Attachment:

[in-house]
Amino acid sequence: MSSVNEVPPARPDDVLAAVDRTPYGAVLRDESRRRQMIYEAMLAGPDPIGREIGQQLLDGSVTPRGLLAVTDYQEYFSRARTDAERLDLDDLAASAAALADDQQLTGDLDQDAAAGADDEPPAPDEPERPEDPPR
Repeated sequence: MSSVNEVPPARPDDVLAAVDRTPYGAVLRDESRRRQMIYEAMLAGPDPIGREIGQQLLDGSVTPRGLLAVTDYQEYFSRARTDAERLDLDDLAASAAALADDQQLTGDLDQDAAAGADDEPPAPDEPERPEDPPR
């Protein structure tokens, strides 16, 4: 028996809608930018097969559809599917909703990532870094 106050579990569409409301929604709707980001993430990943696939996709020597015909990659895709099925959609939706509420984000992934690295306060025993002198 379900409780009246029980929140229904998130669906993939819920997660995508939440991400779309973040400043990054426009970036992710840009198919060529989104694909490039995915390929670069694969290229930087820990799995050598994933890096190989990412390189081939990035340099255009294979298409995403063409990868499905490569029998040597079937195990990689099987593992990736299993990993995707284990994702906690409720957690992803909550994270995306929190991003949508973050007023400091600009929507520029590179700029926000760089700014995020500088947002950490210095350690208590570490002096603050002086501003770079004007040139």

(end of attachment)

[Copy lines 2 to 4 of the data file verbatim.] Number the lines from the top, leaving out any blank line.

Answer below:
Amino acid sequence: MSSVNEVPPARPDDVLAAVDRTPYGAVLRDESRRRQMIYEAMLAGPDPIGREIGQQLLDGSVTPRGLLAVTDYQEYFSRARTDAERLDLDDLAASAAALADDQQLTGDLDQDAAAGADDEPPAPDEPERPEDPPR
Repeated sequence: MSSVNEVPPARPDDVLAAVDRTPYGAVLRDESRRRQMIYEAMLAGPDPIGREIGQQLLDGSVTPRGLLAVTDYQEYFSRARTDAERLDLDDLAASAAALADDQQLTGDLDQDAAAGADDEPPAPDEPERPEDPPR
């Protein structure tokens, strides 16, 4: 028996809608930018097969559809599917909703990532870094 106050579990569409409301929604709707980001993430990943696939996709020597015909990659895709099925959609939706509420984000992934690295306060025993002198 379900409780009246029980929140229904998130669906993939819920997660995508939440991400779309973040400043990054426009970036992710840009198919060529989104694909490039995915390929670069694969290229930087820990799995050598994933890096190989990412390189081939990035340099255009294979298409995403063409990868499905490569029998040597079937195990990689099987593992990736299993990993995707284990994702906690409720957690992803909550994270995306929190991003949508973050007023400091600009929507520029590179700029926000760089700014995020500088947002950490210095350690208590570490002096603050002086501003770079004007040139």